"In many cases, mass layoffs proved to be exactly what surgeons have warned for centuries: amputation before diagnose. The result is always a victim", Peter Drucker.
This report attempts to give a picture of the two decades of the restructuring process brought about by the transition to a market economy, triggered, in its turn, by the changes in the political, economic and social systems of Romania.
During the first decade, 1990-1999, in Romania, the transition to a market economy induced a certain type of economic reform and restructuring schemes, mainly by privatisation and a thorough change of the economic and employment structures.
It has been a particularly complex, complicated, and difficult process that made it hard for its various components – economic, institutional, legal, social, political, cultural and educational, psychological, etc. – to harmonise and synchronise.
In the first decade, very often, the economic side of the process, but also the technical and technological ones, went ahead of the institutional and legal components, of the political and socio-cultural transformations, and translated into a dramatic plunge of the gross domestic product (GDP), the radical change of the structure of the gross added value (GAV) and employment, all paralleled by rampant and continuous inflation rates, and high unemployment.
Although the economic reforms were incepted since the first years of the transition period, through unemployment legislation and the emergence of the new trade unions, these two elements were not capable to anticipate the amplitude of the social phenomena that were yet to be generated by privatisation and economic restructuring.
This is the reason why the standards applicable to collective dismissals, and the creation of sectoral and local development strategies designed as instruments to forecast and help manage restructuring were introduced on the stakeholders’ agenda mostly in the end of the first decade.
Until that moment the passive component of the labour market policies, consisting in the financial support of unemployed was prevalent. Restructuring was collectively perceived as something negative, being associated solely with the loss of job and of the source of income.
The concept of “collective dismissals” was defined, for the first time after 1990, in the legislation passed in 1997 for the workers of state-owned companies, whose individual employment contracts had to be terminated due to the loss-incurring activities, the arrears accumulated, and the negative cash flows affecting companies and public services corporations then in public ownership.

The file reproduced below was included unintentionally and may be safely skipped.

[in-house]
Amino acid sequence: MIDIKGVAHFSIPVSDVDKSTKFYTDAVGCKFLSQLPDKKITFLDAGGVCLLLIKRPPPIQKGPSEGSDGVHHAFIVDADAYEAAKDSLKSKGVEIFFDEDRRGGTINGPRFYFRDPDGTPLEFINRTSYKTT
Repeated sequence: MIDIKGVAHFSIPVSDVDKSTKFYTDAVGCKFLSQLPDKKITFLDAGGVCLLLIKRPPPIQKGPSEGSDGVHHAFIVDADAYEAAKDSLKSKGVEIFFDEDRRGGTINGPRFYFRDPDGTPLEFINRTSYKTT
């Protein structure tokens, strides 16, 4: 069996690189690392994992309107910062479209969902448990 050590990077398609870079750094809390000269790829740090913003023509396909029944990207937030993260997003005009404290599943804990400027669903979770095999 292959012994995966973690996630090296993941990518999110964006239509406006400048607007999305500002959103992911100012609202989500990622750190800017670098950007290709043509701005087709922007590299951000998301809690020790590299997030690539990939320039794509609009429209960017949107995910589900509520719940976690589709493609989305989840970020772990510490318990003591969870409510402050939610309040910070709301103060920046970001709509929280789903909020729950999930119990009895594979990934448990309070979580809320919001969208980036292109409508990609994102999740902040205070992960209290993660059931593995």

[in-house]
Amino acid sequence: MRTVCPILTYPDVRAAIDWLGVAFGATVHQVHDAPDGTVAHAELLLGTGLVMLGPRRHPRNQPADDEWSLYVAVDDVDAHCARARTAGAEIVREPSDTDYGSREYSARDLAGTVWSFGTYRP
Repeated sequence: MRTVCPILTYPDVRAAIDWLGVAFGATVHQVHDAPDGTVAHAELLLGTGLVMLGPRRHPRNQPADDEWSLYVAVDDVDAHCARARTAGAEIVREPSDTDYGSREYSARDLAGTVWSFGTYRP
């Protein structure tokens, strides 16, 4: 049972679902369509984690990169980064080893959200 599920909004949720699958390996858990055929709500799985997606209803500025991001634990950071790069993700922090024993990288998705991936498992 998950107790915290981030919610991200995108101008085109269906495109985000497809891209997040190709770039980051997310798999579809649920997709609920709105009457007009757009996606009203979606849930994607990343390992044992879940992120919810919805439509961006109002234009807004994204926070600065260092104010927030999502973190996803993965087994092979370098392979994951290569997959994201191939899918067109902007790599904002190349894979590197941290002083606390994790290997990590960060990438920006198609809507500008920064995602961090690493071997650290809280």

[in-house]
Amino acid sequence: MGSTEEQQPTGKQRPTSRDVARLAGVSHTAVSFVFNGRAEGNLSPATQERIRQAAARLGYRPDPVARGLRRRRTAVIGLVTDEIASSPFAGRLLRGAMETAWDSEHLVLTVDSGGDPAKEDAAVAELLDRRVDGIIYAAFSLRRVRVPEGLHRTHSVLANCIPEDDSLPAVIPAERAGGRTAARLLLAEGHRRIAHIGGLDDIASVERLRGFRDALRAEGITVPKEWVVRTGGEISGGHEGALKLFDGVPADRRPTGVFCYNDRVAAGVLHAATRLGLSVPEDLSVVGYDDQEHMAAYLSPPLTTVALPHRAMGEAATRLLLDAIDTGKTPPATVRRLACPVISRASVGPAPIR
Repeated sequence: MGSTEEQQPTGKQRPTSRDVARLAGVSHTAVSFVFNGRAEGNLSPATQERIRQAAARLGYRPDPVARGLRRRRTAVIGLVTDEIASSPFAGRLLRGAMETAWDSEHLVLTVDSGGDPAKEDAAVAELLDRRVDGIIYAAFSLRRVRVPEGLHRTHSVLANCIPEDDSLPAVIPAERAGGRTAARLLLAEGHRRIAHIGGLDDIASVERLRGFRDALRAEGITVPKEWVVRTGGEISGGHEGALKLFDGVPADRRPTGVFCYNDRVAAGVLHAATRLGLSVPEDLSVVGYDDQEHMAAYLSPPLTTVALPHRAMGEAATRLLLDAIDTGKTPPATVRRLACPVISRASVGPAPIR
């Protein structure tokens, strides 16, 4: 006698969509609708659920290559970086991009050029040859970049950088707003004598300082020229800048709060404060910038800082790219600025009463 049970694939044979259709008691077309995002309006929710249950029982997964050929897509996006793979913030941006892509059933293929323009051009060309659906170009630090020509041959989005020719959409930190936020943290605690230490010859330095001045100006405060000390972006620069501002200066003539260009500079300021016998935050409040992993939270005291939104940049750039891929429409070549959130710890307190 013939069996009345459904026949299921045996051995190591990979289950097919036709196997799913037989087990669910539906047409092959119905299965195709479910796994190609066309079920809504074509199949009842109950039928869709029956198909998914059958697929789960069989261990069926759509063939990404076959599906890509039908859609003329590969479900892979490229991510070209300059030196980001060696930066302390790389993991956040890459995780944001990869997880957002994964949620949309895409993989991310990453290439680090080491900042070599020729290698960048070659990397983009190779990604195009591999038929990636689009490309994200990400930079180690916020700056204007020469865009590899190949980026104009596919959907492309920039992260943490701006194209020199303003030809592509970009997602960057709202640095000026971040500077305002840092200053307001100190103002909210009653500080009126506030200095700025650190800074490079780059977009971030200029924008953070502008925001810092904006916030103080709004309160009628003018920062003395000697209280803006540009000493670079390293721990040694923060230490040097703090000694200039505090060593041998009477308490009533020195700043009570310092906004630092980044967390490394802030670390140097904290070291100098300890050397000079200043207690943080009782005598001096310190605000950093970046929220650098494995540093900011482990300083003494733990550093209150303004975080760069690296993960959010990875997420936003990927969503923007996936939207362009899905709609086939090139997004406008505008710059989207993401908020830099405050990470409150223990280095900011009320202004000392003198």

The laws for establishing trade unions and employer organisations and for the social dialogue institution (Economic and Social Council, collective agreement law and conflict of interest law) were promoted.
The National Agency for Employment (Agenţia Naţională pentru Ocuparea Forţei de Muncă, ANOFM) was set up by law in 1998 to act as the public employment authority, and is in charge of implementing the policies and strategies for the employment of labour, and the vocational training and social protection of job seekers.
After 1999, this process overlapped the preparations for the accession to the European Union (2000-2007), which, in addition to the effort of transposing the acquis communautaire, required transformations and adaptations of the administrative capacity towards the anticipating and management, with consequences for the effective functionality of the labour market as well.
In the second decade, after 2000, when the economy started growing, sometimes spectacularly, the Romanian society began to gradually rid itself of a mode of thinking and acting specific for times of crisis, under the impact of an afflux of announcements of the private companies and public sector related to the opening new units and new jobs creation.
New legislation was promoted to provide the basis for social protection to the unemployed, and for employment measures (Law no. 76/2002), but also the new Labour Code (Law no. 53/2003).
The new legal and institutional framework provide the necessary support for public employment service in order to anticipate and managing restructuring with the involvement of the social partners.
The anticipatory approach was concretised, starting with 2002, also in national action plans and national strategies for employment.
As a specific of the second decade, the steps taken in anticipation of restructuring mainly converge towards preventing unemployment, ensure the improvement and diversification of the employees’ vocational skills, and provide pre-redundancy counselling services. The effects of restructuring are managed by way of indemnifying individuals for the loss of their jobs, and by putting in place incentives for employment.
As of the end of 2008, also due to the global economic crisis, the conclusion was reached that Romanians consume more than they produce, and that, for macroeconomic balance purposes, new collective dismissals would be required, particularly for those paid from public founds.
Similarly, it is a fact that the growth of the number of retirees, as an effect of the restructuring and redundancy schemes after 1995, has gradually become unsustainable for the public social security system.
The developments of the past 20 years prove that anticipating the course of restructuring and its management in Romania have featured certain peculiarities and additional difficulties by comparison to other EU Member States.